At the Bibliothèque Historique de la Ville de Paris (BHVP), a collection of staging libretti and photographs from the 19th and 20th centuries helps to reconstruct the visual aspect of past operatic productions. These documents were transferred there in 1969 with the entire library of the Association de la Régie Théâtrale. This association, established in 1911, soon appeared as more adapted than other State-run structures to receive the archives of directors and stage managers.

Other institutions hold records from the Opéra Comique. The Maison des Artistes in Couilly-Pont-aux-Dames (a retirement home founded by Constant  Coquelin of the Comédie-Française) keeps a fonds of personal belongings from artists such as Jean Périer who first played Pelléas in Debussy’s Pelléas et Mélisande.

The Centre des Monuments Nationaux (CMN) is in possession of numerous photographs of productions dating from the Interwar period and the German Occupation in Jean and Albert Seeberger’s photographic collection kept in the department of document resources.

The castle of Casternau-Bretenoux, managed by the CMN, holds documents on the Opéra Comique tenor Jean Mouliérat (1852-1932).

Digitalization operations

Thanks to the support of the Ministry of Culture’s archival mission, the Opéra Comique has endeavored to mobilize the above-mentioned institutions in order to upgrade these fonds.

At the BNF, several operations have been launched such as the depository and digitization of the audiovisual archives and the collegiate preparation of the exhibition called “Carmen et Mélisande, drames de l’Opéra Comique”, presented at the Petit-Palais in 2015.

A partnership was concluded with the Archives Nationales in 2011-2012 as part of the national project of digitization of heritage and creation led by the Ministry of Culture. The Opéra Comique, awarded in 2013, had its artistic archives digitized, now accessible online on the Dezède database dedicated to the chronology of French operatic productions (see below).

At the BHVP, the Palazetto Bru Zane, a longtime partner of the Opéra Comique, is backing the cataloging and digitization of operatic staging libretti.

Lastly, in 2015 the CNCS presented an exhibition called “The Opéra Comique and its treasures” to highlight its unique art of costumes, mobilizing scholars for the realization of its catalog.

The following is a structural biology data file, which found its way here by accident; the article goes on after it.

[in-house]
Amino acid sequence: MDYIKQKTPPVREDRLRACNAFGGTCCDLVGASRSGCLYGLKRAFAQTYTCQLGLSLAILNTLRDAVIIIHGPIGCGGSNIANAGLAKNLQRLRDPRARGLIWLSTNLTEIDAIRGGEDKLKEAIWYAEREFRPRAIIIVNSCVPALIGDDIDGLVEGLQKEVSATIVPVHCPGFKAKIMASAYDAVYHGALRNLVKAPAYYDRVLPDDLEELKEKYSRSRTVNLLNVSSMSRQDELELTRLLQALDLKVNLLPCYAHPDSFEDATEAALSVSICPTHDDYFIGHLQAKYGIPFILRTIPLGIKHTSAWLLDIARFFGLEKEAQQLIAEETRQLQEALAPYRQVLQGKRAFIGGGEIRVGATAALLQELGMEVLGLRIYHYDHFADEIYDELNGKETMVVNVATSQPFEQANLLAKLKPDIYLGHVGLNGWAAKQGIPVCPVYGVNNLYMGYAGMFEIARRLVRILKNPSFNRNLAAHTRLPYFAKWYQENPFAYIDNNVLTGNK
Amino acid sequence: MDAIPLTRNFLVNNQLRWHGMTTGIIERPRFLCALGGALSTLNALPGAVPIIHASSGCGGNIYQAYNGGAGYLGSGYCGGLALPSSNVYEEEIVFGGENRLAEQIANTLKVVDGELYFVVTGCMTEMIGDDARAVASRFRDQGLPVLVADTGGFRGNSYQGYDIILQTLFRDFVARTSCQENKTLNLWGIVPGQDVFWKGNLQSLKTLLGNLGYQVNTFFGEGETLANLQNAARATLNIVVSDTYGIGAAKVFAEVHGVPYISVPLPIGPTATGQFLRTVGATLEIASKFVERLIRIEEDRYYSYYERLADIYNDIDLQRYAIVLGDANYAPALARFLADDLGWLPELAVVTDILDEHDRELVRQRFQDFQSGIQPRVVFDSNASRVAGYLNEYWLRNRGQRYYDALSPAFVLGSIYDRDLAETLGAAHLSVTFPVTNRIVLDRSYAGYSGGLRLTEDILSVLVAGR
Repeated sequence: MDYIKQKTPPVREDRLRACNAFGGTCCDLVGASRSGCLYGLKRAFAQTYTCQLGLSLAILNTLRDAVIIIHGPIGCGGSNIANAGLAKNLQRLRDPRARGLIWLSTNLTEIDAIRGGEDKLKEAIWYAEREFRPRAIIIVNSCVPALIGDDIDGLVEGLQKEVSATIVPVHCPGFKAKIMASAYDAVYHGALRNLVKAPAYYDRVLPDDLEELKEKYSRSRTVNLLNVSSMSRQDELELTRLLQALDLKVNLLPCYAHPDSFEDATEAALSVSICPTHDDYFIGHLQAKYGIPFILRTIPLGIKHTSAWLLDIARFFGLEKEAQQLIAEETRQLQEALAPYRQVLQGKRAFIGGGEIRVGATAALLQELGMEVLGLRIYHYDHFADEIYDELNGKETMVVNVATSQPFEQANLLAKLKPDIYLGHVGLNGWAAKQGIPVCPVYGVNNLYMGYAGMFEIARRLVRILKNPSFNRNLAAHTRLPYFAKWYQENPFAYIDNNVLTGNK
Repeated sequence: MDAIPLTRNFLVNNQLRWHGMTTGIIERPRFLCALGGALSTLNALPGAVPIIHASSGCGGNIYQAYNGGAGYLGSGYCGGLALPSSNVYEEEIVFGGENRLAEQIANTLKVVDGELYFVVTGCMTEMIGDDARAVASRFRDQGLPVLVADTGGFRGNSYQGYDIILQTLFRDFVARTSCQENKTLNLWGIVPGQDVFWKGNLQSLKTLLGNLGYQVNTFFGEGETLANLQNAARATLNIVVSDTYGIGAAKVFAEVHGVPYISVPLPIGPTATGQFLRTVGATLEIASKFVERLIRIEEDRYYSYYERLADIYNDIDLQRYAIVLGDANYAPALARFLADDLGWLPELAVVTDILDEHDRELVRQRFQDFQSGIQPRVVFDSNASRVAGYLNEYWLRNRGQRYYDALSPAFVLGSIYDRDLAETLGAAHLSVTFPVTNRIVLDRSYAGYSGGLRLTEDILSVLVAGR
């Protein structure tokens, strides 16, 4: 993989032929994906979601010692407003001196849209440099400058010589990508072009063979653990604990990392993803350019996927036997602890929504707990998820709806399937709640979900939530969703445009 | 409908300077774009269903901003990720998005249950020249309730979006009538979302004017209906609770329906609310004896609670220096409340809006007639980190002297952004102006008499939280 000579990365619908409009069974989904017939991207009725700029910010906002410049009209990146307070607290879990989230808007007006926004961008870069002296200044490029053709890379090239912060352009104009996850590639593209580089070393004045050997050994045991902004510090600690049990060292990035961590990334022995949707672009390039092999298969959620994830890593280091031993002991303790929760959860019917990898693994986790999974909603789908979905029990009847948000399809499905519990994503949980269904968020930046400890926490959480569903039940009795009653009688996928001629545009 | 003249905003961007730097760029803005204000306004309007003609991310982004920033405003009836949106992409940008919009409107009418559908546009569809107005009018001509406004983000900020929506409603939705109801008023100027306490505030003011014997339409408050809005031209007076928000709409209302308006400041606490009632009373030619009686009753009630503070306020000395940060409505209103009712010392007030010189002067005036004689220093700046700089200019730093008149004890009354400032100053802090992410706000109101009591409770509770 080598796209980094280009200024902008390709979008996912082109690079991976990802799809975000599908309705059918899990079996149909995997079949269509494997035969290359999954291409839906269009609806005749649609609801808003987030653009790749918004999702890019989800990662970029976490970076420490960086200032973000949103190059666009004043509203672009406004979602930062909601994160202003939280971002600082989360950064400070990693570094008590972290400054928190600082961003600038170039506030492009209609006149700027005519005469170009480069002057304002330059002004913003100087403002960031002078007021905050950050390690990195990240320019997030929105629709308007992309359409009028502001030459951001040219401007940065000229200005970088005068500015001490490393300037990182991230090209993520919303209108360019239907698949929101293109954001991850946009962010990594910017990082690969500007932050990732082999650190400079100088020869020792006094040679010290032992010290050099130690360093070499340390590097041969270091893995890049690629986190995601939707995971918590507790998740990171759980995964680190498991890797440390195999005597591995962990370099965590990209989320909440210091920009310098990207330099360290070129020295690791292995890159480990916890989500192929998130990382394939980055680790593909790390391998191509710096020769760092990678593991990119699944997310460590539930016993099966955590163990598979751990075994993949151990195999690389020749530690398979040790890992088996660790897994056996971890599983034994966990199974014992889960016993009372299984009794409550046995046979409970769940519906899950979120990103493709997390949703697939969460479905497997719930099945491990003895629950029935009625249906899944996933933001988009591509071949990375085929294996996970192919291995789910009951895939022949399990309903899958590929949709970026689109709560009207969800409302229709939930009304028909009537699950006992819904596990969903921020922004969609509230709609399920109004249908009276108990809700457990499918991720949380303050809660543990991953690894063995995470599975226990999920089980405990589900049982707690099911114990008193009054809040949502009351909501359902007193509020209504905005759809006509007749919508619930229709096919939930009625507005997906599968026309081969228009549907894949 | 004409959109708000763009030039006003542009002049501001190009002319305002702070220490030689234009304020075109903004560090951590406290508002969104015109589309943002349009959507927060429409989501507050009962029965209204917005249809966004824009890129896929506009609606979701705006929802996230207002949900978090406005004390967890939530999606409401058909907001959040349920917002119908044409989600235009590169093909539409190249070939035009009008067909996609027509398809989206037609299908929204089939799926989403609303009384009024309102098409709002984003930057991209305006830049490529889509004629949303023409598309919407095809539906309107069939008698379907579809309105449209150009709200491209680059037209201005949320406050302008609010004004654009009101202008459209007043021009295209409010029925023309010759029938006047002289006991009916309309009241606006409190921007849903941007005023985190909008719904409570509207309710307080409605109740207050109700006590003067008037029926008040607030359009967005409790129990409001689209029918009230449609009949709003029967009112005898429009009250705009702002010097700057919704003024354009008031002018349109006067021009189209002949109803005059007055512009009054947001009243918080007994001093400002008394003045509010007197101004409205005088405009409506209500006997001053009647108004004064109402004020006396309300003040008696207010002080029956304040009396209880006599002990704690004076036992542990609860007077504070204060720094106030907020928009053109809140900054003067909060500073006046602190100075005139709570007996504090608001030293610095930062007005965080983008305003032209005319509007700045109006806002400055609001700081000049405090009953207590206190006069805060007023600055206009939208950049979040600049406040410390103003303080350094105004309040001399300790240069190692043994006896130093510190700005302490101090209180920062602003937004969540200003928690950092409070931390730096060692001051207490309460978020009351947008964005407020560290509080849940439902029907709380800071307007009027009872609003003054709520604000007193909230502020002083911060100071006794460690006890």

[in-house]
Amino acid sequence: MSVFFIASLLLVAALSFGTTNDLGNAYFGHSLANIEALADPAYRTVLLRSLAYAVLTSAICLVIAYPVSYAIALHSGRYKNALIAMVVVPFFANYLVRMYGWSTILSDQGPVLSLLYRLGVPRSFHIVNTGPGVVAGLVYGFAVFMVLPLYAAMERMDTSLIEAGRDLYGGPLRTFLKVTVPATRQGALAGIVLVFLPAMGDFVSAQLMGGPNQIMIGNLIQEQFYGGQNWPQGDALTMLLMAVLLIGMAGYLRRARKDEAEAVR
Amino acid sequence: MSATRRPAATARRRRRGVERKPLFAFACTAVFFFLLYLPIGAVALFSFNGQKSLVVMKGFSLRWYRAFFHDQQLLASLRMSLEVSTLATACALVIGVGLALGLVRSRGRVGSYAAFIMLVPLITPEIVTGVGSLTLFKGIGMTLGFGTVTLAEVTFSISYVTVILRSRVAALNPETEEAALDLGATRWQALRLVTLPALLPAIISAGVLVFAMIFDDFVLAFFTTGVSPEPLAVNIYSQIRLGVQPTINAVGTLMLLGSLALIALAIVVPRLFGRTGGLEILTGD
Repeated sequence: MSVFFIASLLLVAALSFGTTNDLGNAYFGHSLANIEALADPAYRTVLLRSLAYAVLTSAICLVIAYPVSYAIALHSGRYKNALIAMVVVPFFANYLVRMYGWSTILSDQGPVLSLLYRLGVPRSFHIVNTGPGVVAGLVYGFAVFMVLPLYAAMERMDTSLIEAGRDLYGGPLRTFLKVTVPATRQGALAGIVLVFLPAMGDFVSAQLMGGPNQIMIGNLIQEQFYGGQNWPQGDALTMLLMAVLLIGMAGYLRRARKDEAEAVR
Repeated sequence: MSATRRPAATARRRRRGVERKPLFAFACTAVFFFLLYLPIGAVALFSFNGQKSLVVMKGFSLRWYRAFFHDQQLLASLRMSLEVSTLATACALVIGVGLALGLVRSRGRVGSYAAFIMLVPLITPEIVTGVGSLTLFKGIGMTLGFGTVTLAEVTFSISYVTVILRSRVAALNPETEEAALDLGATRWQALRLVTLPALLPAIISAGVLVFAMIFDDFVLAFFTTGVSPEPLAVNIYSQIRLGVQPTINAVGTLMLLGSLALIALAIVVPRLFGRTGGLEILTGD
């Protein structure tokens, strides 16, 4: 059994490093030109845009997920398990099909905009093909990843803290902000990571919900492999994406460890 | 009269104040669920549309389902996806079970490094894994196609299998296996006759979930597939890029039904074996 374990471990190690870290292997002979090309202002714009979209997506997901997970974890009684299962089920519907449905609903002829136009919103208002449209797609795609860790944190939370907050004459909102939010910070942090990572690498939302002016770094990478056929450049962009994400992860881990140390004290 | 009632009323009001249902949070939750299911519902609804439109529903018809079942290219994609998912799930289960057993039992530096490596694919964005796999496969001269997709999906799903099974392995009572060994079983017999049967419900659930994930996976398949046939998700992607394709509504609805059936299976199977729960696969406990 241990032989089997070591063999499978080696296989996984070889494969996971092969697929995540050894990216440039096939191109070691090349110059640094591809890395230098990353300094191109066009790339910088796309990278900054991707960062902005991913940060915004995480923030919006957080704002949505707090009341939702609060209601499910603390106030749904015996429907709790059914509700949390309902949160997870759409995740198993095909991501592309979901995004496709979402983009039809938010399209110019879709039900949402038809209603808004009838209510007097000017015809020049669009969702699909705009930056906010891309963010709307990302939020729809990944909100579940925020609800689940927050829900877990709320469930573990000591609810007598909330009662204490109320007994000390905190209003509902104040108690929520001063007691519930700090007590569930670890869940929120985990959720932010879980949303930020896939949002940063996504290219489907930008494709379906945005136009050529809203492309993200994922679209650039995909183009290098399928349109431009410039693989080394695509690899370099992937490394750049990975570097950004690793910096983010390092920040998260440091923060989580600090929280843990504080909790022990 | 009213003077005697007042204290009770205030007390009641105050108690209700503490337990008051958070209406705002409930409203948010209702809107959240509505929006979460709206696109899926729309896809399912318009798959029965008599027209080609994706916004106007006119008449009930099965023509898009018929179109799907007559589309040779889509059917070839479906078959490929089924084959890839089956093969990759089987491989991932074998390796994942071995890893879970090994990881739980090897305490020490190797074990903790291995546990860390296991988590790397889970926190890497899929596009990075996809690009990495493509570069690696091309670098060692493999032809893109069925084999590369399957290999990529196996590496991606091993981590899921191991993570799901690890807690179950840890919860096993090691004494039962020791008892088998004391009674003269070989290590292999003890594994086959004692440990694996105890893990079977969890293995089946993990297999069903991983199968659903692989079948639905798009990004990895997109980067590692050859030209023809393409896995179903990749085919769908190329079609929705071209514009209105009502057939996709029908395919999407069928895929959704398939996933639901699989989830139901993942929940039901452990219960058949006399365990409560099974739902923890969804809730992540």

Nos archives numérisées sur la base de données Dezède

Consulter les archives numérisées

En 2013, l’Opéra Comique a décidé de travailler avec l’équipe Dezède, en accord avec les Archives nationales, afin de permettre la mise en ligne et l’accessibilité au plus grand nombre de sa chronologie et de ses archives numérisées, ceci en bénéficiant des garanties scientifiques et techniques qu’offre le portail Dezède.

Accéder aux archives

Troisième plus ancienne institution théâtrale de France après l’Opéra de Paris et la Comédie-Française, l’Opéra Comique a produit au Siècle des Lumières un répertoire qui s’est largement diffusé en région et à l’étranger. Cependant, contrairement à ses deux aînés, il n’a jamais pu centraliser ni traiter ses archives. Elles sont aujourd’hui dispersées entre différents lieux.

Depuis 2007, l’Opéra Comique poursuit l’objectif de permettre au public français de se réapproprier son patrimoine et son répertoire.

Dans cet esprit, notre institution a répondu au plan de numérisation financé par le Ministère de la Culture, en vue de numériser ses archives. C’est ainsi que 24 000 images issues de documents conservés aux Archives nationales et à l’Opéra Comique sont aujourd’hui enfin mises à la disposition du public. C’est par le biais du portail numérique Dezède que ces images sont désormais consultables.

Ce travail de presque deux ans a notamment a été possible grâce au soutien de donateurs qui ont participé à l’opération 300 ans-300 parrains et que nous tenons à remercier ici.

Parmi les archives ainsi numérisées se trouvent actuellement :
pour la période de 1800 à 2007 : Livrets manuscrits, dossiers de censure, affiches, dessins, gravures et photographies 
pour la période de 1911 à 2007 : Programmes de salle et brochures de saison

La majeure partie des archives numérisées concernent l’activité artistique de l’institution : elles permettent la reconstitution de la programmation saison après saison. Restent à numériser deux autres ensembles d’archives portant sur l’architecture des salles et sur la vie administrative.

Dezède est un portail « open source » et un outil de recherche et de valorisation de l’histoire des spectacles, conçu par trois enseignants-chercheurs : Joann Élart, Yannick Simon et Patrick Taïeb, musicologues aux universités de Rouen et Montpellier III. Toutes les éditions sont expertisées et validées par des chercheurs spécialisés. Le travail de numérisation a été réalisé par la société Archimaine.


Madame Jeannine DesplobinsMadame Anne Sautereau et M. Zoummeroff, donateurs d'archives

Les parrains de l'opération 300 ans - 300 parrains